The operations, subsidised by taxpayers to the tune of nearly £2million last year, have long come in over-budget.
Having the services run by a trust would still require public investment – but consultants estimate yearly savings could be around ten times the expected level if they continue to be run in-house.
Liberal Democrat deputy leader Bob Smytherman welcomed the proposal, to be debated by cabinet members on Tuesday.
He said: “I am delighted that the Tories have taken my advice from the last council meeting to discuss setting up a leisure trust, however I remain concerned that our theatres will continue to be a burden on the taxpayer for some time given the very modest projected savings.”
Transferring operations to a trust could result in tax benefits, generate new income streams and open up new grant funding opportunities.
Overall savings could vary, depending on the deal struck between the council and trust.
Consultants Winkworth Sherwood estimate an annual saving of around £188,000 could be achieved in five years’ time.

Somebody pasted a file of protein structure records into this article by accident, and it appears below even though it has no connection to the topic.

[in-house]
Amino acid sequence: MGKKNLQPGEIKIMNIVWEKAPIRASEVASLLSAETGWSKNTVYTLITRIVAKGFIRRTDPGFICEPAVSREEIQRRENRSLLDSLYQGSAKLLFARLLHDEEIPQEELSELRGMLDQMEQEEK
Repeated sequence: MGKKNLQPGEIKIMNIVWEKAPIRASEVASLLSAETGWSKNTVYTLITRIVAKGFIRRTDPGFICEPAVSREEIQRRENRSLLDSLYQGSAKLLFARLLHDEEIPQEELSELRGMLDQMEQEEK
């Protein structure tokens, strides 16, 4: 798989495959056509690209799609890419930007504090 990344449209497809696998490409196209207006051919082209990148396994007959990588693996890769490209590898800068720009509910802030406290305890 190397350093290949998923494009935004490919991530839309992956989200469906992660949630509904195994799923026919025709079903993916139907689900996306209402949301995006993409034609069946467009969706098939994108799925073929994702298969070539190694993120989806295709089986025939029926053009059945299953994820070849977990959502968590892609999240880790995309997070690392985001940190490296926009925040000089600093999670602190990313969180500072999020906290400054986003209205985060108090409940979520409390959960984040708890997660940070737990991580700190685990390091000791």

By comparison, the council has currently budgeted an £18,000 in-house saving in 2018/19.
Explaining the decision to explore the trust option, a report to councillors read: “Worthing Theatres staff have helped to reduce an overall overspend from £484,000 in 2013/14 to £119,000 in 2015/16.
“Despite this, our ongoing ability to reduce our costs while growing our income has meant that delivering a service within our existing budget and overheads will continue to prove challenging and areas of the service such as catering have continued to under-perform.”
The council reports an improving picture in respect of the theatres’ performance.
In the past four years, ticket booking has increased by 26 per cent and revenues are up 43 per cent. Councillors have praised the improved offer.